Text by Dr Ahmed Naji, independent researcher and cultural advisor on art in Iraq and the Arab world
“He is destroyed that he may then return” is the fourth painting from a historically acclaimed exhibition titled The Martyr’s Epic by Kadhim Haider which was held during 20-29 April, 1965 at the National Museum of Modern Art in Baghdad, also known as the Gulbenkian Building after its funders, The Calouste Gulbenkian Foundation. This exhibition is widely considered as a defining moment in Iraqi art history as well as the first contemporary art exhibition after three decades of Iraqi modernism which was established in the preceding decades by Faeq Hassan, Jewad Selim and Hafidh Al-Droubi.
Haider’s exhibition contained 35 artworks - their titles included in the exhibition catalogue in the form of a free verse poem composed by Haidar in Arabic and translated into English by Jabra I. Jabra. The title of the exhibition also doubles up as the title of the poem, The Martyr’s Epic, in reference to the annual Ashura mourning processions held in Iraq and elsewhere, which commemorate the martyrdom of al-Husayn bin Ali and other members of the Prophet's family in 680 AD on the plains of Karbala, Iraq. The Ashura processions are based on oral traditions of narration and poetry accompanied by a full costume sombre pageant to recount the 3-day events of the besieging of al-Husayn’s camp and his martyrdom along with 63 of his companions and family members against a large Umayyad army.
Haider’s paintings and the poem in the exhibition catalogue succeeded in “reproducing the coupling of pageant and poetry in the mourning processions”, according to Saleem Al-Bahloly. At the same time, Haider’s appropriation of tradition (Turath) surpassed both Jewad Selim’s and Shakir Hassan al-Said’s own appropriation of Iraqi cultural heritage which was the ethos of Selim’s and al-Said’s highly influential Baghdad Modern Art Group founded a decade earlier. While Selim and al-Said succeeded in forging modern forms of their heritage through the modernism lens, Haider successfully managed to elevate the oral tradition and folk art into contemporary art emphasising the values of martyrdom and making them ever more accessible. Haider brilliantly channelled the human condition whereby an individual is prosecuted and killed because of his/her own beliefs, ideals or political stance.
The 35 paintings of The Martyr’s Epic are not widely available in historical sources, with the best-known examples contained in important museums and collections such as Qatar’s Mathaf Arab Museum of Modern Art, Barjeel Art Foundation in Sharjah and Dalloul Art Foundation in Beirut. The known artworks feature symbolic horses and warriors in reference to the pageant and oral traditions. However, this painting in contrast stands out as an abstract composition depicting the ascension of the martyr’s soul and ideals against the grim reality of the conflict. There exists only one other known artwork from the same exhibition which also presents a similar subject matter of the martyr’s metaphysical presence as a pure abstract composition titled ‘Will the horseman return one day’ (no. 33 in the exhibition catalogue).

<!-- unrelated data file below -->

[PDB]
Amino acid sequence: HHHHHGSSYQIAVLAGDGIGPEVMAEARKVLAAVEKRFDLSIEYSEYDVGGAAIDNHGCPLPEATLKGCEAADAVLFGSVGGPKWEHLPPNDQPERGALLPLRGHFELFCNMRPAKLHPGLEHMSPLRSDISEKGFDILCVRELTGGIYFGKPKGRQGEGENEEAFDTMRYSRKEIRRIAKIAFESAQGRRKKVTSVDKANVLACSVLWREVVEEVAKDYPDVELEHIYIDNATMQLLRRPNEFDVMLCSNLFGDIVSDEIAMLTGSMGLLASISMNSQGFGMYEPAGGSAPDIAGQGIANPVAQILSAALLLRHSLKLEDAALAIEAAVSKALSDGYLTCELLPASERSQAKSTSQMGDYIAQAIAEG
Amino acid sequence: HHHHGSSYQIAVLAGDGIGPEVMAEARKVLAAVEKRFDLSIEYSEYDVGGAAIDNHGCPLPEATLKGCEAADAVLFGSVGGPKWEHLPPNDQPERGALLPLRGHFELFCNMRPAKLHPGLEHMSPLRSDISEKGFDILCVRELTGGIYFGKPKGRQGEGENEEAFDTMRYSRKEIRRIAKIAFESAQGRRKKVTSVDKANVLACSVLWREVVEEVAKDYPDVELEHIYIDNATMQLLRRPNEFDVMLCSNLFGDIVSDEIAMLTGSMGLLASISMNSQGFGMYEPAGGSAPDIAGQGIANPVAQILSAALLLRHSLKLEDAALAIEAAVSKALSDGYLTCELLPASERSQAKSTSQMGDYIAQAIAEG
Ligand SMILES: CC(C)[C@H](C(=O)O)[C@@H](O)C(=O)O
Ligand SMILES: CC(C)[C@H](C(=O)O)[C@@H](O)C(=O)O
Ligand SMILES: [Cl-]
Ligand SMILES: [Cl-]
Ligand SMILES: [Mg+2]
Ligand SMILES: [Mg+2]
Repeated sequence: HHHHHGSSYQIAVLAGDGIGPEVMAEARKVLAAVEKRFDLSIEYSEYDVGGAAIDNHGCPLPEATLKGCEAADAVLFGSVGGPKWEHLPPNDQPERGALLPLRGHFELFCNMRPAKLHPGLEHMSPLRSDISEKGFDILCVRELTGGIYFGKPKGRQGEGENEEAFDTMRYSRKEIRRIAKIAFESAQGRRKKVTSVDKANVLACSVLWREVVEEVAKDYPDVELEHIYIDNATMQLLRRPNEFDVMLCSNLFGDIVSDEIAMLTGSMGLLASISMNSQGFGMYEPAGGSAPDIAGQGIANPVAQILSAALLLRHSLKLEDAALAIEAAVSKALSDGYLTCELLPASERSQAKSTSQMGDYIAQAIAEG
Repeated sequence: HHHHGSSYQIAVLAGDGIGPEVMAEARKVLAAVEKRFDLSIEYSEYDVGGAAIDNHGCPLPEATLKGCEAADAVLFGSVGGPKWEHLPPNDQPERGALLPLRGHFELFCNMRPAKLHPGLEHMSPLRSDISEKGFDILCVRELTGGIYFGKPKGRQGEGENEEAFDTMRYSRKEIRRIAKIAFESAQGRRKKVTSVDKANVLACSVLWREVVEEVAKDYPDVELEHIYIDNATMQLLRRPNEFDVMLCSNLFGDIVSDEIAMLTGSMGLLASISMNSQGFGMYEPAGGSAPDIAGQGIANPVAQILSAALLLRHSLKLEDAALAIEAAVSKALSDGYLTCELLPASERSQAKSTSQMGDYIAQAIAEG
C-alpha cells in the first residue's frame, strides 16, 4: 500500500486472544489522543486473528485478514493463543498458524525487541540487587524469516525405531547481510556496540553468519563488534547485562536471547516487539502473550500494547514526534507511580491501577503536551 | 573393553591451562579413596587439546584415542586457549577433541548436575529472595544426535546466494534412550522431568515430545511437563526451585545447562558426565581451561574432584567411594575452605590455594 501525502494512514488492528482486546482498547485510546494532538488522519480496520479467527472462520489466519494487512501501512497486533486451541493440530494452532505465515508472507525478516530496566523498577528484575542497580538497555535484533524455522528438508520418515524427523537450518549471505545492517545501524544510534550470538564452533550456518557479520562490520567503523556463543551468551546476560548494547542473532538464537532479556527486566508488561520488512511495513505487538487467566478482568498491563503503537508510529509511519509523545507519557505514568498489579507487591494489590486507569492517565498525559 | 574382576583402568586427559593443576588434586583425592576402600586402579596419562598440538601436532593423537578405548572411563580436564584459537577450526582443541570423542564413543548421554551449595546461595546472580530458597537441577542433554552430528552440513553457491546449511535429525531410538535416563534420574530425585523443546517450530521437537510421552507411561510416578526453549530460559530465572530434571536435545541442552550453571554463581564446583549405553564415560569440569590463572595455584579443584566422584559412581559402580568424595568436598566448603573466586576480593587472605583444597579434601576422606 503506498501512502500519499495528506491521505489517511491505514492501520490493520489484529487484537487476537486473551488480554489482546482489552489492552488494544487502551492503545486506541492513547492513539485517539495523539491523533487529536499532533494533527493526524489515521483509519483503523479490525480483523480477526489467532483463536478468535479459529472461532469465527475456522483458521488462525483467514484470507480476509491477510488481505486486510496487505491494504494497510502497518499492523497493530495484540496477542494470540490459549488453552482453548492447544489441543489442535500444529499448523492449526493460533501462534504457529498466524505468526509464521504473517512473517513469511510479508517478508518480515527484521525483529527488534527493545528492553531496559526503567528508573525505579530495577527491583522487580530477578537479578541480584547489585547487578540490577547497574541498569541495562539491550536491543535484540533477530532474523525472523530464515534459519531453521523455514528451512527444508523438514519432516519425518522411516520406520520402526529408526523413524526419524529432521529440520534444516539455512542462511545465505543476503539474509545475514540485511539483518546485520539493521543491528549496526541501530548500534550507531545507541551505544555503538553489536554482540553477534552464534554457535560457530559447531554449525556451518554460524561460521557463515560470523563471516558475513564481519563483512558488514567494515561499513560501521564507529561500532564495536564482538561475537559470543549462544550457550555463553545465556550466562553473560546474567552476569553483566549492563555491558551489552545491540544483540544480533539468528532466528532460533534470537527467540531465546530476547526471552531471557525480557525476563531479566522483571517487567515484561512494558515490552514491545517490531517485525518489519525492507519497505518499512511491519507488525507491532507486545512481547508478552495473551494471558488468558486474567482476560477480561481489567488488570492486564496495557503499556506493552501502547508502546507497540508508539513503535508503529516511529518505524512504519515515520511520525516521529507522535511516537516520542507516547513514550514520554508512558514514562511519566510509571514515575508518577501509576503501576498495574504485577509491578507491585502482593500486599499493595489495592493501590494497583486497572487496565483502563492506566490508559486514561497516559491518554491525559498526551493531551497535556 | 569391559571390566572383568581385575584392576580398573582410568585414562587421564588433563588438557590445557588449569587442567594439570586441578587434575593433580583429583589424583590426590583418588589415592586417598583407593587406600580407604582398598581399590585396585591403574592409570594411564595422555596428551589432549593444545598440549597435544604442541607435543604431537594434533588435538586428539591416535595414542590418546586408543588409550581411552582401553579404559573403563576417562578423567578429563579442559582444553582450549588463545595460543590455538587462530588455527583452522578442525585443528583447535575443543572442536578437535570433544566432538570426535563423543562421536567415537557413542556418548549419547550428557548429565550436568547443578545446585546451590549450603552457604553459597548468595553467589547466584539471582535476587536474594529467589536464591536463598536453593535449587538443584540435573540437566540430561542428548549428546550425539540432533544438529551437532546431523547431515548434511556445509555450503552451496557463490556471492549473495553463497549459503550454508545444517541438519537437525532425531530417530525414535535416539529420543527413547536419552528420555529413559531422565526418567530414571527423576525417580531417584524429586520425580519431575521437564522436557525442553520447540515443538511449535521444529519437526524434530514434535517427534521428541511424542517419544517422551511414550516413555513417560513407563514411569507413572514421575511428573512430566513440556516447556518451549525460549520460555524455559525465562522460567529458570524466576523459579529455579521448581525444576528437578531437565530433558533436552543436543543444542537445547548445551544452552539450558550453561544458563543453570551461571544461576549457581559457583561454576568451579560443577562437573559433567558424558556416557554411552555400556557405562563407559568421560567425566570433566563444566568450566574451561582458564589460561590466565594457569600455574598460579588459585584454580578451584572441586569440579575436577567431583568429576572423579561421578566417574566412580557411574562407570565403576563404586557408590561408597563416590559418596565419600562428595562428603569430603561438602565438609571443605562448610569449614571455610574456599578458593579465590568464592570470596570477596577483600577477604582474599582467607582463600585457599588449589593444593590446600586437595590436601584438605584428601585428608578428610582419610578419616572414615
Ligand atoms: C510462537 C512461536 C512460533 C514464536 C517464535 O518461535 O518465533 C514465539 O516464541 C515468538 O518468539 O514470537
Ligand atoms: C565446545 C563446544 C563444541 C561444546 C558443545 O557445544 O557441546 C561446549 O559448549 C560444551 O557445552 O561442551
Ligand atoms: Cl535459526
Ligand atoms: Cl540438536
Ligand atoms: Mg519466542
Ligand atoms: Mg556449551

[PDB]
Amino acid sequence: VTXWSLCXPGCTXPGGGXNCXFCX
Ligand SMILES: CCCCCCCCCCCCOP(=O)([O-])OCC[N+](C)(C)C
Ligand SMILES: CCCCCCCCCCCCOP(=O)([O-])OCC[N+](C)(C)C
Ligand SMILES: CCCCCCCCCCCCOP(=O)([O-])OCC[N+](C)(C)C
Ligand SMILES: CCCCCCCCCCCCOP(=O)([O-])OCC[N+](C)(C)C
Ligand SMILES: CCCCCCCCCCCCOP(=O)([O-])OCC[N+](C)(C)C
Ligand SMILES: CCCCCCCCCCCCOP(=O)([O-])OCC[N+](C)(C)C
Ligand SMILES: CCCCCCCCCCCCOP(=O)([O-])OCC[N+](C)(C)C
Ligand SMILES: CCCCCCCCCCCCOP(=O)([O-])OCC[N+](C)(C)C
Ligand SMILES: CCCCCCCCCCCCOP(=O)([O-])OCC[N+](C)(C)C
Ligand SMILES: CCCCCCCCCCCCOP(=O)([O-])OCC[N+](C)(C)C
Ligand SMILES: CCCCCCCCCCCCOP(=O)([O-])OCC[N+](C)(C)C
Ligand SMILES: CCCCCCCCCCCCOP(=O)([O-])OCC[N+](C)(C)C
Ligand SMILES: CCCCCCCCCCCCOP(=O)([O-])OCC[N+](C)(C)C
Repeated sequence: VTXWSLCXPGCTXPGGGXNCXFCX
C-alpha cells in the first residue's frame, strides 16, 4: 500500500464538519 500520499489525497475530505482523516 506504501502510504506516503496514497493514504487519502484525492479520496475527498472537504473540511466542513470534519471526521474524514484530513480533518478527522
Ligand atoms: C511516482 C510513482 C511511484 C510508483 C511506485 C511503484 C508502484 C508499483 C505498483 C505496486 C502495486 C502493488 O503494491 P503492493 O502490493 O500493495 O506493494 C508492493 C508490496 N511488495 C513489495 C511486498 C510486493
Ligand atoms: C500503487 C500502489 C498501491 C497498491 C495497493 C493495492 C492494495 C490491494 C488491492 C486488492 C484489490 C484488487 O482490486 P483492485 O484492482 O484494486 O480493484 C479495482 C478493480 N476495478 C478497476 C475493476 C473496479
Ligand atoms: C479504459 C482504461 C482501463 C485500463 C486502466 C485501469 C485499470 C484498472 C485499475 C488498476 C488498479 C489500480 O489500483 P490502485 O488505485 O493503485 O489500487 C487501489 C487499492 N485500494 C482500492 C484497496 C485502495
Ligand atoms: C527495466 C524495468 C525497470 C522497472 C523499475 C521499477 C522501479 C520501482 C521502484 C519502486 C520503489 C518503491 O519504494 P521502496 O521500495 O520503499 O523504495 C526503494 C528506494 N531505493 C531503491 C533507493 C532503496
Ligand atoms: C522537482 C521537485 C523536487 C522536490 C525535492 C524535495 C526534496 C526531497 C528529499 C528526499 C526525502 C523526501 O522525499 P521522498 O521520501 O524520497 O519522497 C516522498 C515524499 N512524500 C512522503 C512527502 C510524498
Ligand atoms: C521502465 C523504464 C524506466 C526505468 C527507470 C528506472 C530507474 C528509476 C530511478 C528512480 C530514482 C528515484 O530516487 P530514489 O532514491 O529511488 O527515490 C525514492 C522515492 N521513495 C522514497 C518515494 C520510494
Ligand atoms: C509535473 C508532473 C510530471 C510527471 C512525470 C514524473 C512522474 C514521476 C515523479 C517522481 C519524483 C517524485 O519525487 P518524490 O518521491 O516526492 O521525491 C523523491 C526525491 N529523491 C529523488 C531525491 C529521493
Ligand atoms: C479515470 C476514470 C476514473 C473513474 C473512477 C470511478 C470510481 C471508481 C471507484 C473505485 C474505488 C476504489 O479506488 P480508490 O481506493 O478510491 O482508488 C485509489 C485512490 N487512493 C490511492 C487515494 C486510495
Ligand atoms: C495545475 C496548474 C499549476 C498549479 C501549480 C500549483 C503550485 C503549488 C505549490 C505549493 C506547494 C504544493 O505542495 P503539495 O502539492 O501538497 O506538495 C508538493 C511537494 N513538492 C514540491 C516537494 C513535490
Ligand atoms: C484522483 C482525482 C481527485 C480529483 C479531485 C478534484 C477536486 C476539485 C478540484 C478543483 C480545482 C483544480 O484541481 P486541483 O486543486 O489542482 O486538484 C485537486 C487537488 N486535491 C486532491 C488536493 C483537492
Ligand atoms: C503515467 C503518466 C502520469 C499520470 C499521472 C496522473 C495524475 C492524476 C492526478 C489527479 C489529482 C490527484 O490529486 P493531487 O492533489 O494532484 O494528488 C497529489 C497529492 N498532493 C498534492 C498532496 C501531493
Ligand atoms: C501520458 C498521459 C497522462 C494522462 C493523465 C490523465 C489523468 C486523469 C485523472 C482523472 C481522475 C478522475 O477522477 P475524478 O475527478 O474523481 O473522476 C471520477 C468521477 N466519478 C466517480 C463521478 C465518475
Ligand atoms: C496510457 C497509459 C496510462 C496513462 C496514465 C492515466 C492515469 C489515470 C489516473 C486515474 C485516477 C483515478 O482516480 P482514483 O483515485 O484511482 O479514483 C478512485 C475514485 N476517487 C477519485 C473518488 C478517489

This painting from the Parker Collection draws on Haider’s expertise in theatre design which he pioneered in Iraq after completing his studies at the Central College of the Arts (now Central St. Martins), London, in 1962. The martyred knight’s spirit takes a dynamic vanishing-appearing form emerging from a body on a bloodied ground to ascend towards a radiating sun in a shattered sky. The stage-design quality in this painting demonstrates Haidar’s ability, both technically and conceptually, in constructing a contemporary scene from traditional elements such as the remnants of shattered tents, poles and ropes. The poles in the background also symbolise the spears which carried the severed heads of the martyrs paraded by the Umayyad army from Karbala to Damascus. One of the poles on the right side of the painting carries what could be the severed head of al-Husayn glowing with a halo of light and blood.
Kadhim Haider later presented the theme of martyrdom to a wider Arab audience by referencing the Palestinian struggle in later years. Towards the end of the 1970s and early 1980s, Haider focused on abstract forms in paintings and lithographs, many of which have their founding elements in this particular painting from the Parker Collection. Thus, this painting serves as a unique case study in Haider’s abstraction practice which he further explored towards the last few years of his life to express his struggle with leukemia and his subsequent early death in 1985.
Kadhim Haider was born in 1932, Baghdad. He studied literature at the Higher Institute of Teachers in Baghdad and enrolled in evening studies at the Institute of Fine Arts during the same period, completing both courses in 1957. He then studied theatre design, painting and lithography at the Central College of the Arts (now Central St. Martins), in London from 1959 to 1962. During his London years, he explored the contemporary art scene particularly focusing on Francis Bacon, as well as connecting with another Iraqi scholar studying theatre in London, Sami Abdul Hameed. Upon their return to Iraq, both Abdul Hameed and Haider pioneered Iraqi theatre producing several landmark plays such as the Merchant of Venice (1965) and the Epic of Gilgamesh (1977).
Dr Ahmed Naji is the author of Under the Palm Trees: Modern Iraqi Art with Mohamed Makiya and Jewad Selim, Rizzoli New York, 2019. (Instagram: Ahmednaji_Al Said)